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Website traffic refers to web users who visit a website. Web traffic is measured in visits, sometimes called “sessions,” and is a common way to measure an online business effectiveness. It is a great starting point to determine a website’s popularity and visibility.

Now let’s check the online retail sites like Amazon’s web traffic and comparison with other retail sites.


When someone visits a website, their computer or other web-connected device communicates with the website’s server.

It is not only the traffic on the website’s homepage that is monitored. Rather, all segments of the website are constantly monitored by the server to determine exactly how many hits each receive.

Servers can compile every request for a web page, determine how popular the site is and which pages receive the most attention.

When a web server processes a file request, it makes an entry known as the “server log” on the server’s hard drive.

The log gathers entries, forming a valuable database of information that the site owner can analyze to better understand the website’s visitor activity.


Due to the pandemic, as we know, Amazon experienced a major surge in customer demand and they delayed non-essential items delivery because of the breakdown of fulfillment.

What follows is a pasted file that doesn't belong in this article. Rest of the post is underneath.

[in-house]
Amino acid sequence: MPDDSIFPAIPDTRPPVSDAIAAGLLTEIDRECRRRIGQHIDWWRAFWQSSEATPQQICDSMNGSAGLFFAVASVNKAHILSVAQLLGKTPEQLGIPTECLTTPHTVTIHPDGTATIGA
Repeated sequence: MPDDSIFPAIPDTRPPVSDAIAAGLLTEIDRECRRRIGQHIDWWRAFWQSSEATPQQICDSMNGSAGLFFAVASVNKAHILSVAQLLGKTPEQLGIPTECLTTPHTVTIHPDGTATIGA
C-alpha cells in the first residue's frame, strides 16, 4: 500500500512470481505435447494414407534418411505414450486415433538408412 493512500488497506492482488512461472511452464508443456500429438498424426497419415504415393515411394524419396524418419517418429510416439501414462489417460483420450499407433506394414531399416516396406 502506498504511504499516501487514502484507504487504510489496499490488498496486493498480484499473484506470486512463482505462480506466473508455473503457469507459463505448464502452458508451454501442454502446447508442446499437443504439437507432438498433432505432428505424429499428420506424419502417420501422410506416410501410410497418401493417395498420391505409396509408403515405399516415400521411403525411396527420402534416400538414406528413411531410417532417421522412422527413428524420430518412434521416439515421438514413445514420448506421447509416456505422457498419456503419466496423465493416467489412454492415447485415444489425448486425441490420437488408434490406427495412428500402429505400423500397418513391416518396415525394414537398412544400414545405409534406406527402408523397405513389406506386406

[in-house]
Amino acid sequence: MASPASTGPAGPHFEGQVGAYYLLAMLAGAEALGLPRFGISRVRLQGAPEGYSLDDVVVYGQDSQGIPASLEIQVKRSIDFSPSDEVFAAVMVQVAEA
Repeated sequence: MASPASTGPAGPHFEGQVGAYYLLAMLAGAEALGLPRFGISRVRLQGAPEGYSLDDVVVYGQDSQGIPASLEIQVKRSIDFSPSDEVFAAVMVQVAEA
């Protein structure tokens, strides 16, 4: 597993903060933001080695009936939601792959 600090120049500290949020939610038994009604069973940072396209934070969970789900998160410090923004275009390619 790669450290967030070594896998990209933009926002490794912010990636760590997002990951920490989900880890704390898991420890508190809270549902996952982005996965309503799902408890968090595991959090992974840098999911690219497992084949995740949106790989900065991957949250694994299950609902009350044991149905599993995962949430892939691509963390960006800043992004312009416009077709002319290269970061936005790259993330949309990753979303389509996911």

Prior to March, Amazon had about 2% of traffic in the top 100 search terms, and in March, they had 13% of traffic.

In April & May, the traffic was down to 5% in the top 100 search terms. During May 2020, Amazon had over 2.5 billion combined desktop and mobile visits, up from 2.01 billion visits in February 2020.

Now, let’s check the web traffic comparison with other retail sites.


Amazon has faced an issue in delivering the products on-time and they also resumed a two-day delivery for most items by mid-May, however, that created an opening for its competitors to step into the game.

In April, Wayfair’s and Lowe’s web traffic grew at 50% compared to March, and Amazon’s web traffic grew considerably slower at 8%.

However, in June, as the situation is returning back to normal, Amazon’s traffic shrank only 5% relative to May, but more than 10% decline compared to Wayfair, BestBuy, Costco, and Target.

Amazon lost some market share, as measured by web traffic, down from 52% in January to 47% in June, compared to other retail sites.

Comparing web traffic in February to May – Lowe’s, The Home Depot, Wayfair, Costco, and Target grew the most. Meanwhile, Amazon and eBay grew the least.

Amazon is as big as compared to other retail sites, and that’s why its market share only changed by a few percent.

None of the competitors saw rapid growth, hence Amazon didn’t exhibit significant growth but also didn’t lose much traffic.

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